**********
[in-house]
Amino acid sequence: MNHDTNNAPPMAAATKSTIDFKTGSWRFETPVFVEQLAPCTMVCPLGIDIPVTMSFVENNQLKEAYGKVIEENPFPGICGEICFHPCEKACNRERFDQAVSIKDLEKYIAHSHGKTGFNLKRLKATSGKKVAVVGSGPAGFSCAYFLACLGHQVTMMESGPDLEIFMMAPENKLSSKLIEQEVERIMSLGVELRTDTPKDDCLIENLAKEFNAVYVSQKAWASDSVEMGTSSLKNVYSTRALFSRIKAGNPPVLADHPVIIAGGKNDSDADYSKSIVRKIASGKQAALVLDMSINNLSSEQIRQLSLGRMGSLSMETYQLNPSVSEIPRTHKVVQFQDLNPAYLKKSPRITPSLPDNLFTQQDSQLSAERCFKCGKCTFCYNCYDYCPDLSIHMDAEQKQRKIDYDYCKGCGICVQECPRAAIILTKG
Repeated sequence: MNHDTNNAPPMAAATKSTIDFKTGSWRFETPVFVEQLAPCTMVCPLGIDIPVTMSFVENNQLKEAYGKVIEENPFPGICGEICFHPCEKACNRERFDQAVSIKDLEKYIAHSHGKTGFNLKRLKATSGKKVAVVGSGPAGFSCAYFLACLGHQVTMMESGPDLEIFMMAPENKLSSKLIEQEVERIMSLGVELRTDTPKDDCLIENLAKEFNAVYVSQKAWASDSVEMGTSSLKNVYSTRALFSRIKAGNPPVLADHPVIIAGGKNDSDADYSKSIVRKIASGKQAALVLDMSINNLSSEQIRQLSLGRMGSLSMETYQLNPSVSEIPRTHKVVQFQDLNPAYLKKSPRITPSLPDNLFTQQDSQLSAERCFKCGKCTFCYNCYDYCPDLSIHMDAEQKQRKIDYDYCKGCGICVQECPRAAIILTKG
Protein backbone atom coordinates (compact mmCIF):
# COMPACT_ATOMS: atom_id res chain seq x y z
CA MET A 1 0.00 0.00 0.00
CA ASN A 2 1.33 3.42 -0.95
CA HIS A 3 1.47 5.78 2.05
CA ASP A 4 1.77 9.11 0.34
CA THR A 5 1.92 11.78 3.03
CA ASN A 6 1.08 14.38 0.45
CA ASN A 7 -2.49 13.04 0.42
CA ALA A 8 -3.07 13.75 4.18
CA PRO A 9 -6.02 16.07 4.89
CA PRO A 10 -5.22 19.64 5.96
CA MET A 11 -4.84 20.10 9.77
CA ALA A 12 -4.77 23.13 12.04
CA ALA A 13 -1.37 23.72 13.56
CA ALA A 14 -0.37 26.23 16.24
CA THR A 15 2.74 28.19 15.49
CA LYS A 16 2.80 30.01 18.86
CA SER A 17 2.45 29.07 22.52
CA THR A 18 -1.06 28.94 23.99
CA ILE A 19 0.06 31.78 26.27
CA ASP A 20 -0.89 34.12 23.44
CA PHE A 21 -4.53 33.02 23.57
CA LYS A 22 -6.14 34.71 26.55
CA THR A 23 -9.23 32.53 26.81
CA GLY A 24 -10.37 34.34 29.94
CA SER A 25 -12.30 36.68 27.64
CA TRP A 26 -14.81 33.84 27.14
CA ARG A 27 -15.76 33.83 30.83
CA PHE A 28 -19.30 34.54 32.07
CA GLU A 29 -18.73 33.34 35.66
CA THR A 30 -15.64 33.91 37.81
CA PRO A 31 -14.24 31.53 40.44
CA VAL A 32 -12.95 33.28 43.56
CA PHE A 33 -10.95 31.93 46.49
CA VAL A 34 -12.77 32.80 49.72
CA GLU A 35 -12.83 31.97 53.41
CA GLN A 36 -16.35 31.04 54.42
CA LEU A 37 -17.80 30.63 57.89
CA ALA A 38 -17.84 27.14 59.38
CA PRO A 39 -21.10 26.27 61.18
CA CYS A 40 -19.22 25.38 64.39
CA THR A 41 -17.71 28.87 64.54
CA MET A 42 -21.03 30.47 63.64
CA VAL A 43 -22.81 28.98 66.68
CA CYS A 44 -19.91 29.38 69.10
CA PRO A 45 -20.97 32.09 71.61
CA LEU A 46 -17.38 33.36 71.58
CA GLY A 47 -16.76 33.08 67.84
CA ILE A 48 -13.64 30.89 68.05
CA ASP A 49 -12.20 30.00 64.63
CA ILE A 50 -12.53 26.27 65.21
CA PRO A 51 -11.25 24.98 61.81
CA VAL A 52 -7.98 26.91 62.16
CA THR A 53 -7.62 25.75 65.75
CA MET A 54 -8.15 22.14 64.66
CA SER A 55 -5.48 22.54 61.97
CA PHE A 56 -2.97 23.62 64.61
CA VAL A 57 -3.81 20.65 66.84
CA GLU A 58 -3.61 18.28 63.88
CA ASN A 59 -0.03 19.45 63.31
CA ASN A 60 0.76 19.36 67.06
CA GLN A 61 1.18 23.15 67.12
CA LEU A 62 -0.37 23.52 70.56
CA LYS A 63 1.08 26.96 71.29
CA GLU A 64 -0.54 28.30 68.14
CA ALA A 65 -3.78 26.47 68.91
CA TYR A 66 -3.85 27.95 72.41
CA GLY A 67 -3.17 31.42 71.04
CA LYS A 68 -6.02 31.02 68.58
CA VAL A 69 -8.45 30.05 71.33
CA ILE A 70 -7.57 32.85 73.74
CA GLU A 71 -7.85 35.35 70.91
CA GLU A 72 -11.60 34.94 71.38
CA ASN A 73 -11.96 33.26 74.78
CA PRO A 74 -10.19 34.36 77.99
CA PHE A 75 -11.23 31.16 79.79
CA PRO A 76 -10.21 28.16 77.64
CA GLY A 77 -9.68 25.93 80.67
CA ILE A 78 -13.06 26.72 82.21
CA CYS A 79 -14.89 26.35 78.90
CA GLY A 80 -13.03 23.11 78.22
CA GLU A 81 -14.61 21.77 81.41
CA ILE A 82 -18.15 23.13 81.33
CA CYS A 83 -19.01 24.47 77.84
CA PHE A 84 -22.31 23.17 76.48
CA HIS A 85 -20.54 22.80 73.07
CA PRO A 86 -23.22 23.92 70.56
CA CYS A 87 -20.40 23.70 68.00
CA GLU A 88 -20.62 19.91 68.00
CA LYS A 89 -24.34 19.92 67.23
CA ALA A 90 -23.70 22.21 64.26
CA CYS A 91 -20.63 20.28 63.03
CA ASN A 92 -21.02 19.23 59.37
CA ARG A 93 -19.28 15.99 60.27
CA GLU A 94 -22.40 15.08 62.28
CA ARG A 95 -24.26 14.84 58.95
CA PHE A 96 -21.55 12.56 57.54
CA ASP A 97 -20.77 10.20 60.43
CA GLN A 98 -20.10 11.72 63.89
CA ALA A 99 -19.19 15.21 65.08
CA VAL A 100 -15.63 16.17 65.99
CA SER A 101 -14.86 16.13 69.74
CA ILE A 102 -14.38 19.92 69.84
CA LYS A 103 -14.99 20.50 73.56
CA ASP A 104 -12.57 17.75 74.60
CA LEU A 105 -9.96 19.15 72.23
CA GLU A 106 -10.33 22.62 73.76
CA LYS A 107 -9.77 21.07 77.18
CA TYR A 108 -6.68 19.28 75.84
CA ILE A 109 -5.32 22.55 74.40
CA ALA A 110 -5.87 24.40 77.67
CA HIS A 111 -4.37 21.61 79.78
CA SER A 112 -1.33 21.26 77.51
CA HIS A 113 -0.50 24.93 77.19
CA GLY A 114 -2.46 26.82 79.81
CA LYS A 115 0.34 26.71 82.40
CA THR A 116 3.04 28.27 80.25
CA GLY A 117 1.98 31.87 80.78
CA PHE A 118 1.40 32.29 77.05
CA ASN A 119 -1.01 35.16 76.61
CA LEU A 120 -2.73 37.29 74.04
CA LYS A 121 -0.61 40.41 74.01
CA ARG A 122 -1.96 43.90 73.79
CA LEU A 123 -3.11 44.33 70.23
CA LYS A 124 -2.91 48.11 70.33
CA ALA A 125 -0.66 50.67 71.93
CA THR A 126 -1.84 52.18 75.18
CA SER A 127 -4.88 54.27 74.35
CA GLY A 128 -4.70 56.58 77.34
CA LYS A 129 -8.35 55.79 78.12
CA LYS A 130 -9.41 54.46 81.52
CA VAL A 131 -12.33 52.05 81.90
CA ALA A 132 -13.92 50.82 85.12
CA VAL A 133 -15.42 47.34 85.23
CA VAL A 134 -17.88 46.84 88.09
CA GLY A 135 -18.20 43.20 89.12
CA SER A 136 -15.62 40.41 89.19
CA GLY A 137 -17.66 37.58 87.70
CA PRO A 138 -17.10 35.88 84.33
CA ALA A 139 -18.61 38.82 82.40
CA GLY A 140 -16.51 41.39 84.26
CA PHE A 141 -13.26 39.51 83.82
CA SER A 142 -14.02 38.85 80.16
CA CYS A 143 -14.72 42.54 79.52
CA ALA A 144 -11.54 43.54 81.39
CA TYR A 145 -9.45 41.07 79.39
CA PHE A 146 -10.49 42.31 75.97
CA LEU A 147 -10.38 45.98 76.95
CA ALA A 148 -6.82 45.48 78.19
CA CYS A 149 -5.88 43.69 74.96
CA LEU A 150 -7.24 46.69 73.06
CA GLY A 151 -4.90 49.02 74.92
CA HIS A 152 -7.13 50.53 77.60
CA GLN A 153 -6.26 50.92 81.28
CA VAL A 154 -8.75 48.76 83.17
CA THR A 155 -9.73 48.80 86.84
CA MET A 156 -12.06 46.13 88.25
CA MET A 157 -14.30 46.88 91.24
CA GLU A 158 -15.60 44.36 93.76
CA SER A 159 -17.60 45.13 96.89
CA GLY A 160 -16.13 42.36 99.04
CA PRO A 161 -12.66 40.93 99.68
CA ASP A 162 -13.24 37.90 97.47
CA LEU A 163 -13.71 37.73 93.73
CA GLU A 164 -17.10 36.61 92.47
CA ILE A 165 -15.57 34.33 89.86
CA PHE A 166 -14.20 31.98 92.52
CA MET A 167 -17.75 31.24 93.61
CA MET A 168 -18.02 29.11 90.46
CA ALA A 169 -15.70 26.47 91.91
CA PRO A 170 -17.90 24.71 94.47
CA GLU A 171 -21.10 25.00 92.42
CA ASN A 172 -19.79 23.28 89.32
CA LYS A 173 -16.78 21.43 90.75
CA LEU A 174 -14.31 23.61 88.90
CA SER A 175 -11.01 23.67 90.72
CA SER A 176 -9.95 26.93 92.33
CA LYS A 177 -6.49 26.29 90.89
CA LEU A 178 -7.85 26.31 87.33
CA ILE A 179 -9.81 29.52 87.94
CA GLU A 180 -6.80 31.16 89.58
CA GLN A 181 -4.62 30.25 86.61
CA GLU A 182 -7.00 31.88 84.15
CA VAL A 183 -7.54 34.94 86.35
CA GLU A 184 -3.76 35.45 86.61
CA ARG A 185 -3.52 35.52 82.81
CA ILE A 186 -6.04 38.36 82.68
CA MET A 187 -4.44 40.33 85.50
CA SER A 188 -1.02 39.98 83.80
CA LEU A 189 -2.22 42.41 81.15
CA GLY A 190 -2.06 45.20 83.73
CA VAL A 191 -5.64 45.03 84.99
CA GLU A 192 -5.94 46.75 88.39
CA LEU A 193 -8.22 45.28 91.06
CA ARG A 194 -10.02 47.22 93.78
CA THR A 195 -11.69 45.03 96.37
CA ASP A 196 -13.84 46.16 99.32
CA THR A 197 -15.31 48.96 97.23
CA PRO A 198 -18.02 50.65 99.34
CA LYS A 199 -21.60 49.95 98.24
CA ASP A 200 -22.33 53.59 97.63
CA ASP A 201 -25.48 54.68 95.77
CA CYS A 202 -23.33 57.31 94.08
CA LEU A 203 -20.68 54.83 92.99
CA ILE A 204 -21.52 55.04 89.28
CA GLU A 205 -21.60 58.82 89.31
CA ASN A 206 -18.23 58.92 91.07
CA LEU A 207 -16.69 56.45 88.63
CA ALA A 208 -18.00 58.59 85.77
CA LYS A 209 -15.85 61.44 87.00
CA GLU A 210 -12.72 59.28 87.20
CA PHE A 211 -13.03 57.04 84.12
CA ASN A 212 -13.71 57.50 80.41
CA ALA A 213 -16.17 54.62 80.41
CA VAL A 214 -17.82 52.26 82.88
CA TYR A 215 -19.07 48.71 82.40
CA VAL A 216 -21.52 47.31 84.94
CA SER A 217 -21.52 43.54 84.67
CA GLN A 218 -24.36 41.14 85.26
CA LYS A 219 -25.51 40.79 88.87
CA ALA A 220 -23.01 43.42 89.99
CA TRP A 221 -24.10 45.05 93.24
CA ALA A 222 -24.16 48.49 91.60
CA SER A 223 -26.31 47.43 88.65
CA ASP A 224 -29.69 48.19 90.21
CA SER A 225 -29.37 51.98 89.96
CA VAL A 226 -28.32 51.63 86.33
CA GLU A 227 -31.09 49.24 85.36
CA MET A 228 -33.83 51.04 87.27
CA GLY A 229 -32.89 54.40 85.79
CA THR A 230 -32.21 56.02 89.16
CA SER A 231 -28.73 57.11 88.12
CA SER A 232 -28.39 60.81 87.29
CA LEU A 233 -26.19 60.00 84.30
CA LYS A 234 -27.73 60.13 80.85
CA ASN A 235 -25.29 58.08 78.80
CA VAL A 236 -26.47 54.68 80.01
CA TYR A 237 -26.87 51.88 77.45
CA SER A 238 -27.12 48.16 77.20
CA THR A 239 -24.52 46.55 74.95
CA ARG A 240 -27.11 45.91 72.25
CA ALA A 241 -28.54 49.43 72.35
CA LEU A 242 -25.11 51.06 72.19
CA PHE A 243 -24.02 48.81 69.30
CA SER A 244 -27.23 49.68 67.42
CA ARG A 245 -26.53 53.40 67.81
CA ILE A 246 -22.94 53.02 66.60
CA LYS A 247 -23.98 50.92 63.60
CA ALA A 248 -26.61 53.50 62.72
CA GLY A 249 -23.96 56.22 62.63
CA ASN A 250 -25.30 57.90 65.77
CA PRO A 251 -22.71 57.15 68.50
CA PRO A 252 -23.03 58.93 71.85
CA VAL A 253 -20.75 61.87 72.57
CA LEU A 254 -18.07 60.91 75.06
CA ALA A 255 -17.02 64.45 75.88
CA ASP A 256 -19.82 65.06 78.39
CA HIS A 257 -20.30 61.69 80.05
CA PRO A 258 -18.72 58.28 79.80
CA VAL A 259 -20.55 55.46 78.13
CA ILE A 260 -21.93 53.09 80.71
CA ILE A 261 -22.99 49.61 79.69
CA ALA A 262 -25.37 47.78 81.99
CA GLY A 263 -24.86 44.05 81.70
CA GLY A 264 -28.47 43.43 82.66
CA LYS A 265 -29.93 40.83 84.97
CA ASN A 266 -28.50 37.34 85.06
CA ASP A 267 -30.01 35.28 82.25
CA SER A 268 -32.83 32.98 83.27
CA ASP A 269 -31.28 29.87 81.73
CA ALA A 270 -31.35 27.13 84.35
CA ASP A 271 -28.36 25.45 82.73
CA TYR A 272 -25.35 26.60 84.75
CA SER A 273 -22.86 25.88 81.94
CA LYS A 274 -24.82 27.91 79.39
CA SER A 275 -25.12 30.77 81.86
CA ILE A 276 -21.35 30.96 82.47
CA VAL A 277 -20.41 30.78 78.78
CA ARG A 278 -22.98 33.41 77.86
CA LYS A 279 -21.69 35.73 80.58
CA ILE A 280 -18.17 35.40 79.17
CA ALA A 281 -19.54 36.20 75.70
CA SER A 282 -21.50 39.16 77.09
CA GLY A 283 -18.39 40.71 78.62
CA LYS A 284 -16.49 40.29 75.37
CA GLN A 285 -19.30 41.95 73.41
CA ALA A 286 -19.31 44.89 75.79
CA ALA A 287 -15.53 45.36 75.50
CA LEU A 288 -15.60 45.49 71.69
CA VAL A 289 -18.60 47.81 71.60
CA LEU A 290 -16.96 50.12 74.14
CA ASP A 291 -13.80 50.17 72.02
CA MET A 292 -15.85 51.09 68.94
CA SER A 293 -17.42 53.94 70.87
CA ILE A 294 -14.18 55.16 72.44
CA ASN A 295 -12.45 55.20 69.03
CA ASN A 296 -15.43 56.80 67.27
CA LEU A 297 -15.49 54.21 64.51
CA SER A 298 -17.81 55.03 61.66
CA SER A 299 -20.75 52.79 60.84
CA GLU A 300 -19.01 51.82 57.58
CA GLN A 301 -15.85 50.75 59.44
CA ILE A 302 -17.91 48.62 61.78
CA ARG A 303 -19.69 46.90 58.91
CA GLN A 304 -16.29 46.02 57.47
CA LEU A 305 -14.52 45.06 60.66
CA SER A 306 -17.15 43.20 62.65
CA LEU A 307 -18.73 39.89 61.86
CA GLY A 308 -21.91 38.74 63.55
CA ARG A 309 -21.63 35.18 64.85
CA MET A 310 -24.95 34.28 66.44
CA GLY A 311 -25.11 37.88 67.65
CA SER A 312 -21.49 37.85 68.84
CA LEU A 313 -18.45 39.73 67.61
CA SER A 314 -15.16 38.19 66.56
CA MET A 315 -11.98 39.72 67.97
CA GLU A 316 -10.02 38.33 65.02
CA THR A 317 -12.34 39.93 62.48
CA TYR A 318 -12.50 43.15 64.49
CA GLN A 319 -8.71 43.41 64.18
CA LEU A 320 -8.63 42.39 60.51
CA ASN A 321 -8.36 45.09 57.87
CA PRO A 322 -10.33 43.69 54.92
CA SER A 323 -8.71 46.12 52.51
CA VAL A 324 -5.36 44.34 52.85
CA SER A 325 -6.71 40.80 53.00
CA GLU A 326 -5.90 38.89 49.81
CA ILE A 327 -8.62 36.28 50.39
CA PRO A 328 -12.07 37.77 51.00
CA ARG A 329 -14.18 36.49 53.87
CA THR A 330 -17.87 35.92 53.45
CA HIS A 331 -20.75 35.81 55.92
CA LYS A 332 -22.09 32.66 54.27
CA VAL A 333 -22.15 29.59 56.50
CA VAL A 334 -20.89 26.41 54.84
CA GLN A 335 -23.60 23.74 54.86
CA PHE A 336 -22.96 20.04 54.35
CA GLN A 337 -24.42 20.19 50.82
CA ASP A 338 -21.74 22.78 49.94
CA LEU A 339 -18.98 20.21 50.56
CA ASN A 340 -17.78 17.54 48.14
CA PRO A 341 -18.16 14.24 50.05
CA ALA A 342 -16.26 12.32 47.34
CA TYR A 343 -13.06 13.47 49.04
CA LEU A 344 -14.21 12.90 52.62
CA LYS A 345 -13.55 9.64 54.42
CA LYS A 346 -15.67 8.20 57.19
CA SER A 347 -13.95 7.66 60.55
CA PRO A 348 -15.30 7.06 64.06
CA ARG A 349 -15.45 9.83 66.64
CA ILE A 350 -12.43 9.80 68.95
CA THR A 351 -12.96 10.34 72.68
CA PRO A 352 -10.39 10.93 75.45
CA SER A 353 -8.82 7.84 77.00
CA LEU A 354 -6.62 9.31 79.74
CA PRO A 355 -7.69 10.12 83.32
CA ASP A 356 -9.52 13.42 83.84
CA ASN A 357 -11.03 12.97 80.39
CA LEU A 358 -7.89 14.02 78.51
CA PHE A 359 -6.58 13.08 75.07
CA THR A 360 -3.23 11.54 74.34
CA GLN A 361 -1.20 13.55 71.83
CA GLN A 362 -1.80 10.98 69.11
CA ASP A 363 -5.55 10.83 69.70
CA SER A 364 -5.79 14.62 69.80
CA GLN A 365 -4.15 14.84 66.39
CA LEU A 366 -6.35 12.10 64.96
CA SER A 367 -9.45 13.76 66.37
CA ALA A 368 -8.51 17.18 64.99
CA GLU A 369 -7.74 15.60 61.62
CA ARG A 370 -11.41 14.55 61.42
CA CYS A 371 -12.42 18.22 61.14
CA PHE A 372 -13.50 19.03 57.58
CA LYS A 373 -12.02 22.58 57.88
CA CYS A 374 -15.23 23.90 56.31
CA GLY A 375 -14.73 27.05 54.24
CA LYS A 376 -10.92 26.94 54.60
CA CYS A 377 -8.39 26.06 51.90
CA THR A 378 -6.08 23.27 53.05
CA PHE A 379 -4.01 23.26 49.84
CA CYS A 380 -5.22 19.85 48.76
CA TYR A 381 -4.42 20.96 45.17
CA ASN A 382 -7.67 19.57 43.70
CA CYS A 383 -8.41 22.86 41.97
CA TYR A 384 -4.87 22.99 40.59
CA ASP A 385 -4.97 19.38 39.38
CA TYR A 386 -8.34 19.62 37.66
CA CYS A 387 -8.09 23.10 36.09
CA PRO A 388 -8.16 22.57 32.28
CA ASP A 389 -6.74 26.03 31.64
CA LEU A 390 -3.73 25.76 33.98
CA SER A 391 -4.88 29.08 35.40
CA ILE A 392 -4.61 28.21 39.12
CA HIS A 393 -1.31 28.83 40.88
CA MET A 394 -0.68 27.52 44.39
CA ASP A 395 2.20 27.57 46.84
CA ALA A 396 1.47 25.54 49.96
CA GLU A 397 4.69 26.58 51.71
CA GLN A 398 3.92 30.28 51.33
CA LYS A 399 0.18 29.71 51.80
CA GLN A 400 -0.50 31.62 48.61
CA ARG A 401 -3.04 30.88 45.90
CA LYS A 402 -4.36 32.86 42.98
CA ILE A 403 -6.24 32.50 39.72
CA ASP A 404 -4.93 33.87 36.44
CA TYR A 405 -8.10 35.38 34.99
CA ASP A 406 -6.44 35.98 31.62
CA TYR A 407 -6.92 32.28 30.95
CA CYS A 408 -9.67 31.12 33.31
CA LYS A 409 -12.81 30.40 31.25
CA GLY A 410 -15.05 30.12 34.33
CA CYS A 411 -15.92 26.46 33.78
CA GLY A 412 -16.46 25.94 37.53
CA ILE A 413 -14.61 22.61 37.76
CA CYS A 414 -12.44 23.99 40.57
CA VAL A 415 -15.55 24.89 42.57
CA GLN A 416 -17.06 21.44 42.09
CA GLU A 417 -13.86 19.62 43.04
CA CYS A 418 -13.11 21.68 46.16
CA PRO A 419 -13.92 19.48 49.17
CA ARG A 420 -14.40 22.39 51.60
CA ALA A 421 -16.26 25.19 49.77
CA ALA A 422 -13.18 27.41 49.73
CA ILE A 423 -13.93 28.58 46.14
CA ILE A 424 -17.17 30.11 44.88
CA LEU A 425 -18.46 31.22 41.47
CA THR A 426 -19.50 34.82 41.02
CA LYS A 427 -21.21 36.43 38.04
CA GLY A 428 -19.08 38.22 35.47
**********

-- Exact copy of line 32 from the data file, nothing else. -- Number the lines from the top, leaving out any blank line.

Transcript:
CA ARG A 27 -15.76 33.83 30.83